Article  CAS  PubMed  PubMed Central  Google Scholar 

  57. Wei H, Chen X, Zong X, Shu H, Gao D, Liu Q. Comparative Transcriptome analysis of genes involved in Anthocyanin biosynthesis in the red and yellow fruits of sweet cherry (Prunus avium L.). PLoS One. 2015;10:e0121164.

    Article  PubMed  PubMed Central  Google Scholar 

  58. Zuriaga E, Soriano JM, Zhebentyayeva T, Romero C, Dardick C, Cañizares J, Badenes ML. Genomic analysis reveals MATH gene(s) as candidate(s) for plum pox virus (PPV) resistance in apricot (Prunus armeniaca L.). Mol. Plant Path. 2013;14:663–77.

    Article  CAS  Google Scholar 

Download references


We thank University of Málaga (Spain) for data processing through the Picasso supercomputer. We acknowledge Dr. Gabino Rios and Alba Lloret for advice on qPCR, Dr. Chris Dardick, Dr. Tetyana Zhebentyayeva and Dr. Albert Abbot for providing some WGS data and Dr. Joaquin Cañizares for his helpful comments on the manuscript.


This research was supported by the Spanish Ministry of Economy, Industry and Competitiveness (Research Project RTA2013–00026-C03–01).

Availability of data and materials

Cleaned paired-end sequence dataset was deposited in the NCBI Short Read Archive (SRA) under the accession numbers SRR5591366 to SRR5591375, associated with the BioProject accession number PRJNA387702. Sanger sequences were deposited into the GenBank database with the accession numbers MF346726 and MF346727.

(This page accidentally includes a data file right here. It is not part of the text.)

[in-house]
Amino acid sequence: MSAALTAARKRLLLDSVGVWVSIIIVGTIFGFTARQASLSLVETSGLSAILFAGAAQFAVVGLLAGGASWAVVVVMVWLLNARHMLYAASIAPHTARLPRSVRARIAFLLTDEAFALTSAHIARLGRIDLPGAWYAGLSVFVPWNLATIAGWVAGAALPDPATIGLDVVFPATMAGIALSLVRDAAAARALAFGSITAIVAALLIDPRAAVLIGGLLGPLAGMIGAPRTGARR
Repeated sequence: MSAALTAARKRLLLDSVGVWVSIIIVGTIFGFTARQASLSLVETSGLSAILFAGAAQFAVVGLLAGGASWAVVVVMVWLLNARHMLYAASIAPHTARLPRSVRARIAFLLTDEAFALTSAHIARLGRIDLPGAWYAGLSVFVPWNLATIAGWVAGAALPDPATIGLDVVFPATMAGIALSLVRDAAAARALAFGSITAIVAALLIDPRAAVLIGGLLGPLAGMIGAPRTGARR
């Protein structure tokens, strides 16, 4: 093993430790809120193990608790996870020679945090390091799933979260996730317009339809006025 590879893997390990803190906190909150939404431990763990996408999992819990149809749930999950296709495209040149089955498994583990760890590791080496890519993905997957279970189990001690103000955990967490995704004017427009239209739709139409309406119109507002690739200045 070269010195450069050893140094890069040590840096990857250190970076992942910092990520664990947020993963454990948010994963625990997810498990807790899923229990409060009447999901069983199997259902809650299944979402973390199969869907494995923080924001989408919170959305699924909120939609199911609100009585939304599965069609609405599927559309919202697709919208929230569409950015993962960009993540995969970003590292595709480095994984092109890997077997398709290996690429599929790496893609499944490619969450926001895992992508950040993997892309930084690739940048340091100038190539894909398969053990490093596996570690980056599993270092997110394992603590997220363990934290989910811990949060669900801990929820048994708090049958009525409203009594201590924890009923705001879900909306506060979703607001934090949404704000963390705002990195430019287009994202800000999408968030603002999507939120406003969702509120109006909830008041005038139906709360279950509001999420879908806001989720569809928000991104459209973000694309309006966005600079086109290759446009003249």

Author’s contributions

EZ designed and conducted the experiments, analyzed the data and drafted the manuscript. CR participated in the analyses of the data and revised the manuscript. JMB contributed to RNAseq computational analyses and provided technical expertise in bioinformatics. MLB contributed materials, reagents and analysis tools, supervised the data analysis and revised the manuscript. All authors read and approved the final manuscript

Author information

Authors and Affiliations


Corresponding author

Correspondence to Elena Zuriaga.

Ethics declarations

Ethics approval and consent to participate

Not applicable

Consent for publication

Not applicable

Competing interests

The authors declare that they do not have competing interests

Publisher’s Note

Springer Nature remains neutral with regard to jurisdictional claims in published maps and institutional affiliations.

Additional files